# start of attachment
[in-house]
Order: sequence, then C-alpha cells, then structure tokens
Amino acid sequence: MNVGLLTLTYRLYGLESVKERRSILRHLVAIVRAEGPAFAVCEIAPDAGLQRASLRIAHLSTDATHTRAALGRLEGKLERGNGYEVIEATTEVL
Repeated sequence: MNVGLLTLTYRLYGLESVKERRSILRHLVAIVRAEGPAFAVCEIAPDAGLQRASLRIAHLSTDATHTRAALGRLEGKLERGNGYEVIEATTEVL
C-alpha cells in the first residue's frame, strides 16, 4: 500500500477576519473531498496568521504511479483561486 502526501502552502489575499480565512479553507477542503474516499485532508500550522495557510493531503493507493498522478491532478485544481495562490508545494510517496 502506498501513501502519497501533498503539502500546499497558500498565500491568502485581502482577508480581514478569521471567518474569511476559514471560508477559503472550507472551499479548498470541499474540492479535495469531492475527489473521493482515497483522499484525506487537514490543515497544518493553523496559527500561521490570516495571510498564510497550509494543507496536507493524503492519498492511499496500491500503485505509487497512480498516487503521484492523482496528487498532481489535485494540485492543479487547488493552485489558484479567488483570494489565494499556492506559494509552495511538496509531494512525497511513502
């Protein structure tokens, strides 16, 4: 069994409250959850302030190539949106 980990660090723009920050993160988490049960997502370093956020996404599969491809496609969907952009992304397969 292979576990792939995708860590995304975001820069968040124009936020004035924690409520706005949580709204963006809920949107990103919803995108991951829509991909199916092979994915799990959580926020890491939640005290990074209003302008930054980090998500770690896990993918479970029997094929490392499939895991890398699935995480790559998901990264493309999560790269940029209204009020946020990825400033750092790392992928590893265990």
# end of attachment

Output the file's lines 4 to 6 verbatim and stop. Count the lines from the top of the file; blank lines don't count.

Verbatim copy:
Repeated sequence: MNVGLLTLTYRLYGLESVKERRSILRHLVAIVRAEGPAFAVCEIAPDAGLQRASLRIAHLSTDATHTRAALGRLEGKLERGNGYEVIEATTEVL
C-alpha cells in the first residue's frame, strides 16, 4: 500500500477576519473531498496568521504511479483561486 502526501502552502489575499480565512479553507477542503474516499485532508500550522495557510493531503493507493498522478491532478485544481495562490508545494510517496 502506498501513501502519497501533498503539502500546499497558500498565500491568502485581502482577508480581514478569521471567518474569511476559514471560508477559503472550507472551499479548498470541499474540492479535495469531492475527489473521493482515497483522499484525506487537514490543515497544518493553523496559527500561521490570516495571510498564510497550509494543507496536507493524503492519498492511499496500491500503485505509487497512480498516487503521484492523482496528487498532481489535485494540485492543479487547488493552485489558484479567488483570494489565494499556492506559494509552495511538496509531494512525497511513502
């Protein structure tokens, strides 16, 4: 069994409250959850302030190539949106 980990660090723009920050993160988490049960997502370093956020996404599969491809496609969907952009992304397969 292979576990792939995708860590995304975001820069968040124009936020004035924690409520706005949580709204963006809920949107990103919803995108991951829509991909199916092979994915799990959580926020890491939640005290990074209003302008930054980090998500770690896990993918479970029997094929490392499939895991890398699935995480790559998901990264493309999560790269940029209204009020946020990825400033750092790392992928590893265990």